Energy, Environment and Sustainability

SAM20 Energy, Environment and Sustainability

Autumn 2022

  • Topics

    The course covers the following main topics:

    • Climate risks: The consequences of climate change and associated policies, especially for firms and countries involved in the production of hydrocarbons
    • Policies against climate change: Design of international climate policies and the green paradox
    • The Power Sector: operation of the electricity market, including the wholesale and retail electricity, and the environmental damage from electricity generation
    • Sustainable Electricity: renewable energy, clean energy transition in the power sector, the challenges renewable energy sources face, global effort to accelerate the clean energy transition, Norwegian Electricity market, electric vehicles (EV)   
    • The resource curse: associated macroeconomic policy challenges, including saving versus spending of resource revenues, the phasing-in of resource revenues and the so-called Dutch disease
    • Firms and resources: The behaviour of firms in the resource industries such as producers of minerals, precious metals and oil
    • Investments in resources across countries: The roles of institutions and taxation for exploration and production
    • Global markets: oil, gas and minerals
    • Sustainable management of renewable resources: the tragedy of commons and approaches to better resource use
    • Aquaculture: Fundamental idea of renewable resource harvest with property rights, and the overview of the industry
    • Norwegian approach to resource management: history and current challenges

  • Learning outcome

    Upon completion of the course, students will:

    Knowledge

    • have knowledge of energy sectors and energy markets, which will be crucial in achieving UN sustainability goals
    • have knowledge of how the electricity market is operated, the difference between fossil fuel generation and renewable generation, environmental aspects of renewable energy, the challenges of clean energy transition
    • have in-depth knowledge of firm behaviour in the resource industries, macroeconomic aspects of natural resource extraction, environmental aspects of the use of natural resources and how to prepare for various types of climate-related risks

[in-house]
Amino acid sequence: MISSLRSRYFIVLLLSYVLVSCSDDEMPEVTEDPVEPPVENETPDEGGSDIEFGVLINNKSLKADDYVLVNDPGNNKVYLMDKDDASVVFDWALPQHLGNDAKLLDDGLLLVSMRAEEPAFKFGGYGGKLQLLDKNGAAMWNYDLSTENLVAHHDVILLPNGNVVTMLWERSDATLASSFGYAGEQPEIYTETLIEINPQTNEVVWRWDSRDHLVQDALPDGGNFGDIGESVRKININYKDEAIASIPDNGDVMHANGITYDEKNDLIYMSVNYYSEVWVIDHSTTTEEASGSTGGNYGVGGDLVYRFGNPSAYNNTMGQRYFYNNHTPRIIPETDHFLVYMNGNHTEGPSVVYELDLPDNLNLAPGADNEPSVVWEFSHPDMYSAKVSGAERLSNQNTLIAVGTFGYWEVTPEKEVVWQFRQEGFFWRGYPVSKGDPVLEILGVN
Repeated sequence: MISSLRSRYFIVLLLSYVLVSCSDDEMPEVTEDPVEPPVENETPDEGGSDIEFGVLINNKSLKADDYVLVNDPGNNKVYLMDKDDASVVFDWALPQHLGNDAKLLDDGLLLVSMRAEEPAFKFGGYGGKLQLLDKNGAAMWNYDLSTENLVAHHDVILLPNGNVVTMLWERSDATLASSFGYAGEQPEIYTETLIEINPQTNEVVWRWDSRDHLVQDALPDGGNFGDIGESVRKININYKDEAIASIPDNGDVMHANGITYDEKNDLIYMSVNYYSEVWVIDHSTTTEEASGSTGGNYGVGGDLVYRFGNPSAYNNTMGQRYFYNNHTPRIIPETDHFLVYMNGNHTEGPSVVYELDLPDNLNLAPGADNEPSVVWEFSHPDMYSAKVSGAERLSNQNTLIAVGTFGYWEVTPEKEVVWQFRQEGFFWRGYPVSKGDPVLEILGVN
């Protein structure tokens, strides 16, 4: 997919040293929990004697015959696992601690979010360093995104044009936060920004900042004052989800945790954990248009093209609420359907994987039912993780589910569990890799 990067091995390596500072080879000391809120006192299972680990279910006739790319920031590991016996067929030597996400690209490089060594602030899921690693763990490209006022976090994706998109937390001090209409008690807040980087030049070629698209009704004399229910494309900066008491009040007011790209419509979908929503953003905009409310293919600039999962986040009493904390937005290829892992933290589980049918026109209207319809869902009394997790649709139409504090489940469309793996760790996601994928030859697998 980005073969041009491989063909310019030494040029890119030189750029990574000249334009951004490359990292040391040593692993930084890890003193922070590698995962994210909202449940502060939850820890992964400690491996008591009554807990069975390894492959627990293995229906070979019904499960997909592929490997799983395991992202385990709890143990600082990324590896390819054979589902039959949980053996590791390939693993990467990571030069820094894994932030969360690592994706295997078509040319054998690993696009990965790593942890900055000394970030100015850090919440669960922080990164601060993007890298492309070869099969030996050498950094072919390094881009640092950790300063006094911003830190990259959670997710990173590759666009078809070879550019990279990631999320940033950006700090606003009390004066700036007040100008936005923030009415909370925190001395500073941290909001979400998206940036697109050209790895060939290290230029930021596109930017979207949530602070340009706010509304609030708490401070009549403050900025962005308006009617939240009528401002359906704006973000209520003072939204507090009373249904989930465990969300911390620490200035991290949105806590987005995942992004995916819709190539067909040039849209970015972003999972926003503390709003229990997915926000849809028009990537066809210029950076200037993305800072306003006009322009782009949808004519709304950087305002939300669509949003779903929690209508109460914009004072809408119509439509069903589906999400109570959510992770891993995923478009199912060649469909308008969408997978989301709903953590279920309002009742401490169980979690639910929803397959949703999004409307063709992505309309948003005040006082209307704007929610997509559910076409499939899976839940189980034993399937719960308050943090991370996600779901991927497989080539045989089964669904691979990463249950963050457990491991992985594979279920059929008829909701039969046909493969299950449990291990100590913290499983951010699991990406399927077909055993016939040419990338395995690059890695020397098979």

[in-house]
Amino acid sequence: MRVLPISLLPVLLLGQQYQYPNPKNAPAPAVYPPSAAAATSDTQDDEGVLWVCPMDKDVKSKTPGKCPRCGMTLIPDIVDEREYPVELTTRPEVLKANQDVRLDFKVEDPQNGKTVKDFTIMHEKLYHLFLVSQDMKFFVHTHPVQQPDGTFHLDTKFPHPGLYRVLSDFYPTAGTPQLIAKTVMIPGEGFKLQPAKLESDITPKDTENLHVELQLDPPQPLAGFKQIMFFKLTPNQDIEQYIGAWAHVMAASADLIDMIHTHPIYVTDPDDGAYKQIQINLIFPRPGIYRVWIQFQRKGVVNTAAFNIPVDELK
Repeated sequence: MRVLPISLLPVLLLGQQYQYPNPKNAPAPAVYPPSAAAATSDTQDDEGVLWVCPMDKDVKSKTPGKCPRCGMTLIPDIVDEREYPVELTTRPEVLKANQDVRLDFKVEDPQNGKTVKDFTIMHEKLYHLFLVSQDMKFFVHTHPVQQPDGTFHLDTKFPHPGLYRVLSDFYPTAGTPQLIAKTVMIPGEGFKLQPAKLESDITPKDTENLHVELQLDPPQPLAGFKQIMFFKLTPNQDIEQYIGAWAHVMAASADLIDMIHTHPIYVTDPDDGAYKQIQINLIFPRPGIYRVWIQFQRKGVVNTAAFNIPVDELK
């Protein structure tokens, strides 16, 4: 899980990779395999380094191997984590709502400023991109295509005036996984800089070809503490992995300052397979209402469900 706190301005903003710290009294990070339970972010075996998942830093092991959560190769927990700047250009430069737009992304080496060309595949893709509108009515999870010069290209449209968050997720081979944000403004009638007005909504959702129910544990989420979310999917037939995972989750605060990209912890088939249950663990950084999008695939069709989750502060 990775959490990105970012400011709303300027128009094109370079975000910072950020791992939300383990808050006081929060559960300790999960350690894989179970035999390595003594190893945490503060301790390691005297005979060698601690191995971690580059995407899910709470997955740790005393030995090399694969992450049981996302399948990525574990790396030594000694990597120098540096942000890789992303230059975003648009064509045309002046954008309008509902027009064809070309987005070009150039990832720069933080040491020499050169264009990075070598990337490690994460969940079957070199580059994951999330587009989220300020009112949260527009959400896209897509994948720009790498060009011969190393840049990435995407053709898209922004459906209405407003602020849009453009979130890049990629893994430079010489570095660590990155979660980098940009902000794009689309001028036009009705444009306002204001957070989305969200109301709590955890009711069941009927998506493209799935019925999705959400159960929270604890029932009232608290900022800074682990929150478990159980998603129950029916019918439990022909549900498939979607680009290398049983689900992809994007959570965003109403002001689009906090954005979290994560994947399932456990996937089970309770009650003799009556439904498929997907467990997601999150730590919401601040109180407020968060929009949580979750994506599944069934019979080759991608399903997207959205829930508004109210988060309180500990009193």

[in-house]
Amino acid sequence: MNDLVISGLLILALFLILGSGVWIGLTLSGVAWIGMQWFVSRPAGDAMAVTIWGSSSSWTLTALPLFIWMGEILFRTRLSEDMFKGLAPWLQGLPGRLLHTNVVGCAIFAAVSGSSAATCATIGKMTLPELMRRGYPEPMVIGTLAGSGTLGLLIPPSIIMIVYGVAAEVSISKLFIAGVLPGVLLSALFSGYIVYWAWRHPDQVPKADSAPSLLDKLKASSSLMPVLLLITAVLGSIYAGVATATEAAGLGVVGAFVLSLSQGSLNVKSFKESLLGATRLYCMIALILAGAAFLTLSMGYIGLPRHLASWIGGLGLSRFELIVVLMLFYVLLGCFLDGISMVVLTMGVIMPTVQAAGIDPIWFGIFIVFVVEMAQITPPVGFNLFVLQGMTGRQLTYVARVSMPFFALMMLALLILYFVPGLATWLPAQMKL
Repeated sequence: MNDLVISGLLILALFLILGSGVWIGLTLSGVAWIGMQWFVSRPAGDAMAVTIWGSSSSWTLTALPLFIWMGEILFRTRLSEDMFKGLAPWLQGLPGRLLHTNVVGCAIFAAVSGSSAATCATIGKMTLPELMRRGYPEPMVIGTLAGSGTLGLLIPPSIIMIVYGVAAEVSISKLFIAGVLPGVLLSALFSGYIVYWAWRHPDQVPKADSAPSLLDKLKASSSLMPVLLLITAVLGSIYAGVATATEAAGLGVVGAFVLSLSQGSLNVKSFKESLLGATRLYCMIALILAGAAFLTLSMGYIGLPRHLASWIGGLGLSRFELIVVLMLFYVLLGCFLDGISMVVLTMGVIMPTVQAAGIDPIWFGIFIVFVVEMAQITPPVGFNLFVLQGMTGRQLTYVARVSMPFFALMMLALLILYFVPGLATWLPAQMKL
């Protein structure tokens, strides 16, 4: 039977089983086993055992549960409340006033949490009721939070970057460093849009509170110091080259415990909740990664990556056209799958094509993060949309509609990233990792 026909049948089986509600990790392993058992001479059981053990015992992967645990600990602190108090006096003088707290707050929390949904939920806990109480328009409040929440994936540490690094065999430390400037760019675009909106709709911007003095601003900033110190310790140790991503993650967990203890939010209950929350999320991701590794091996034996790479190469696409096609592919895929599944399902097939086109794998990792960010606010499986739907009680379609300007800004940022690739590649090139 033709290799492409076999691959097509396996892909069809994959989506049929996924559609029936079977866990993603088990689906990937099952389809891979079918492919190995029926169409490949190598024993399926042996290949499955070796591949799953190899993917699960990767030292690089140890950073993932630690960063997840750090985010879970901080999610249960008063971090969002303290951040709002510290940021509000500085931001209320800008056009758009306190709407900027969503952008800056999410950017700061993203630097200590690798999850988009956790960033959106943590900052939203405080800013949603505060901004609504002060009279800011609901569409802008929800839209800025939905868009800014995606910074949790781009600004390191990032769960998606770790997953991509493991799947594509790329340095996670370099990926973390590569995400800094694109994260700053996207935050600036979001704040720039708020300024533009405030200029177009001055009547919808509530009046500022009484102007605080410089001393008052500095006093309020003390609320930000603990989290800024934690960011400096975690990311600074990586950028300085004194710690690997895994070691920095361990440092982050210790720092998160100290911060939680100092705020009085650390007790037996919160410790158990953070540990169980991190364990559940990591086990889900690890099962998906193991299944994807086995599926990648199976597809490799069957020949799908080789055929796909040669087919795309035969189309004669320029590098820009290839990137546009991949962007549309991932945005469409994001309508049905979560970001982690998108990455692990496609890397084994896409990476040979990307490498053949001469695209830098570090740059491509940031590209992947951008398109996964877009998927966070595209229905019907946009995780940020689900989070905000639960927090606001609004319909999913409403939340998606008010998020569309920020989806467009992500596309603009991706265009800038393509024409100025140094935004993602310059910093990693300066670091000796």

• be able to discuss sustainability, conceptually as well as specifically for resource rich economies and for some specific natural resources 
    • be able to discuss the central academic literature on the course topics
    • be able to identify analytical approaches typically applied to answer questions within these areas, including both theory and empirics
    • be able to discuss popular policies within these areas

    Skills

    • be able to explain relationships between energy, natural resources, economic development and the environment in a stringent and academic manner
    • be able to critically analyse academic literature
    • be able to write and present an academic analysis as part of a team

    General competence

    • know where to seek out for further information on relevant topics, including data sources and international organizations
    • be able to discuss and participate actively in an international environment
    • applying insights from economics on real-world challenges
    • be aware of different interests and trade-offs across groups, sectors, and countries.

  • Teaching

    Physical lectures, short papers, and physical student presentations. Students are expected to attend the presentations of other groups as well as the lectures. Lectures and presentations will not necessarily be recorded.  

  • Recommended prerequisites

    Basic courses in microeconomics, such as SAM1 and SAM2 at NHH.

  • Credit reduction due to overlap

    Overlap with VOA051.

  • Compulsory Activity

    Three short papers: During the semester, students will in groups of maximum 4 hand in short papers (3 pages). There will be about one question for each topic, of which the group can choose and need to submit and get the approval of three. The three submitted short papers fulfill compulsory activities (work requirements) and it is only valid in the semester it is submitted.

    The short papers must be written in English.

  • Assessment

    The course assessment has two elements:

    1) Oral group presentation of one of the three submitted short papers (30%).

    • Group size: 2-4.
    • ​Duration: 30 minutes.

    2) Three hours individual written take-home exam (70%).

    The presentation and exam answer must be in English.

    For re-take of the oral presentation, students have to obtain new compulsory activities (work requirements) (new papers). For re-take of the digital take-home exam, new compulsory activities (work requirements) is not necessary.

  • Grading Scale

    Grading scale: A - F.

  • Literature

    Bhattacharyya, S. (2011). Energy Economics. Springer.

    Humphreys, M., J.D. Sachs and J.E. Stiglitz eds. (2007), Escaping the Resource Curse, Columbia University Press.

    Note: Other literature may be added during the course.

Overview

ECTS Credits
7.5
Teaching language
English.
Semester

Autumn. Offered autumn 2022.

Course responsible

Associate Professor Harim Kim, Department of Economics (main course responsible)

Professor II Torfinn Harding, Department of Economics